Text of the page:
UKAI’s research lead, Jerrold McGrath, worked at Artscape for 18 months and served as the program director for Artscape Launchpad, a 30,000 sq-ft creative space on the Toronto waterfront. Artscape is now being threatened with receivership and there has been much discussion about what to do next. We suspect that Artscape is but an early example in a series of impending failures as large arts institutions deal with the compounding crises of COVID-19, lockdowns, changing tastes, wealth inequality, and their own lethargy.
As a result, we have friends out of work and uncertain of their future. We have friends concerned that their home will no longer remain in the hands of those looking out for the interests of artists.
UKAI’s vision is “culture for what’s coming”. We are skeptical that current institutional models of arts creation are appropriate to respond to rising authoritarianism, climate harm, artificial intelligence, or mass pandemic. Nevermind the issues we haven’t even thought to name.
Over the past five decades, the arts sector has gradually internalized the logics of the systems it initially served to critique. The hyper-commodification of NFTs was not an aberration but simply a more ridiculous manifestation of an ongoing trend.
The arts used to get its money from tobacco until that wasn’t allowed. While at the Banff Centre, our research lead secured huge sums from oil companies and their foundations. Their motives were not always transparent, though we hope that some good came from it.
Toronto isn’t built on oil, though. It’s built on real estate development and banking. And so, Toronto arts institutions fight for the right to take money from developers or bankers that are making our home less livable.
What kind of world do you imagine we will inhabit in 10 years? In 20? Do we honestly believe that the current model of making and sharing art can have anything useful to say in a world that will be profoundly altered socially, ecologically, and politically? This is not a statement on the work of artists but rather on the contexts within which art is produced and the means by which it is shared and valued.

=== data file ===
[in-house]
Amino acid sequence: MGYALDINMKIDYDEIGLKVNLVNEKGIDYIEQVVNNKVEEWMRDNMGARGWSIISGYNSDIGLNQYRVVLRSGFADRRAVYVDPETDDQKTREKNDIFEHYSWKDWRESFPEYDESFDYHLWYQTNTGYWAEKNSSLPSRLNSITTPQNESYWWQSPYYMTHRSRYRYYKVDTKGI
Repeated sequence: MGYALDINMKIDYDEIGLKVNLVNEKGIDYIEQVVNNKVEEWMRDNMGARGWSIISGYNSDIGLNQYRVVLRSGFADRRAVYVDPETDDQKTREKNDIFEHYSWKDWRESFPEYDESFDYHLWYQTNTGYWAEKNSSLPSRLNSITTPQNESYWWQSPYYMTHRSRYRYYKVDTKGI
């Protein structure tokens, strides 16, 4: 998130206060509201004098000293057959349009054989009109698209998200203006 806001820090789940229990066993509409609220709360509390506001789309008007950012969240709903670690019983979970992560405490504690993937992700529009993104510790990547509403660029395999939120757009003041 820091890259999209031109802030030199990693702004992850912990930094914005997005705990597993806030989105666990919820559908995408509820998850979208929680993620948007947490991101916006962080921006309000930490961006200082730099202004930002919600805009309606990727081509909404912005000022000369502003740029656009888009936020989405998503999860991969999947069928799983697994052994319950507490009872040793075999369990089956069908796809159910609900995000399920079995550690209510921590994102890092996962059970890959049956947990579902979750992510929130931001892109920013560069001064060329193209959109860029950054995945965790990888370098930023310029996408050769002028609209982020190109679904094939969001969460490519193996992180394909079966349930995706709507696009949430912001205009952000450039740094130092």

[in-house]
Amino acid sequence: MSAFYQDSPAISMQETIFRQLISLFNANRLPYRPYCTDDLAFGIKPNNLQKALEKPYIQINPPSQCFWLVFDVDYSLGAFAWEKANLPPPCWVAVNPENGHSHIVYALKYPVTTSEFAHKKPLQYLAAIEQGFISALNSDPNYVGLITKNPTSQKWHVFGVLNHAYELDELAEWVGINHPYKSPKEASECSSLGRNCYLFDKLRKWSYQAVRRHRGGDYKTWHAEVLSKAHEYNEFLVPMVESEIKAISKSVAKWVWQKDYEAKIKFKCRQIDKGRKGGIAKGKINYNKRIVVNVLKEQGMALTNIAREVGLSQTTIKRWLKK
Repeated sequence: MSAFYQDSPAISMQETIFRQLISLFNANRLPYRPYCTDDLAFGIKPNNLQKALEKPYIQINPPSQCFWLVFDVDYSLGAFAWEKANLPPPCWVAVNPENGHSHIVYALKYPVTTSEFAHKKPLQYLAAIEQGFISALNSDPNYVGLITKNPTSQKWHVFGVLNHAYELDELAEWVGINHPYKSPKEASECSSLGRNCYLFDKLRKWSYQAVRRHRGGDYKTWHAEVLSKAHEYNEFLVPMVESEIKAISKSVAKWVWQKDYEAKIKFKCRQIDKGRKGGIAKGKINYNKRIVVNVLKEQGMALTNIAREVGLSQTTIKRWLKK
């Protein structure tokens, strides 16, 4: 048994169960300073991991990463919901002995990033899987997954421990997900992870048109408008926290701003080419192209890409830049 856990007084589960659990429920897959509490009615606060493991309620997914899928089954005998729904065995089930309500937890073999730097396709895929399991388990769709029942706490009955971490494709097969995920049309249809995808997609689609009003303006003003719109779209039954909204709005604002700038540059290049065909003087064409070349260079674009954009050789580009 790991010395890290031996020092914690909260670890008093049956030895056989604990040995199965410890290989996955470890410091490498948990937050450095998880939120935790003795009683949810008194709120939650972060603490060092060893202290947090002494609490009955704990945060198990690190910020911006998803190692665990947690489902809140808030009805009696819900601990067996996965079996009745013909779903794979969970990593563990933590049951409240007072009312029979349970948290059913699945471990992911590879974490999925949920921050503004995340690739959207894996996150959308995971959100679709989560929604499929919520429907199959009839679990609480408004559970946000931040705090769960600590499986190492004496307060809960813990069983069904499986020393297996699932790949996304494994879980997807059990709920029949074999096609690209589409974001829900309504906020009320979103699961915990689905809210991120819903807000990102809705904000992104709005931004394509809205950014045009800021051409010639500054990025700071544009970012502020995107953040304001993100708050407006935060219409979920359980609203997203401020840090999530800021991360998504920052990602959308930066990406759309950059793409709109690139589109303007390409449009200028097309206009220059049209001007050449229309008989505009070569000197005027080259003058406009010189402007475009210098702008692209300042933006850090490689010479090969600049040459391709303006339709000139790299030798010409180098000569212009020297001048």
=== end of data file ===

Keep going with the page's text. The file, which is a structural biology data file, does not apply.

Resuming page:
We don’t have the answers, but we are keen to test out solutions and to support others to do the same. This month we signed a sublease to occupy 7,000 sq. ft. of unused commercial space at Spadina and Adelaide. We are offering open studios, game nights, AI workshops, and an unofficial Nuit Blanche event to showcase what we’re thinking and some artworks left without a venue after the sudden events at Artscape.
In November we went to Bristol, UK to spend two weeks at Watershed working with their community to imagine and inhabit new cultural infrastructure. Later that month we were in Milan, digging into the poetics of synthetic language through a sustained engagement with the paper and printing industry there. Next year, we’re in Iceland for a month, animating the myths we might need to make sense in a world of ecological devastation and ubiquitous artificial intelligence. We are experimenting with durational works in conversation with the world around us. Very little of this is funded.
We need to be OK when tried-and-true adaptations no longer serve us. We are already seeing a withdrawal of funding in the arts as recovery money is removed from the system. Public funding is but one path, but we worry that more and more of these already scarce funds will be directed to propping up institutions whose models no longer reflect the world we live in or the people in it.
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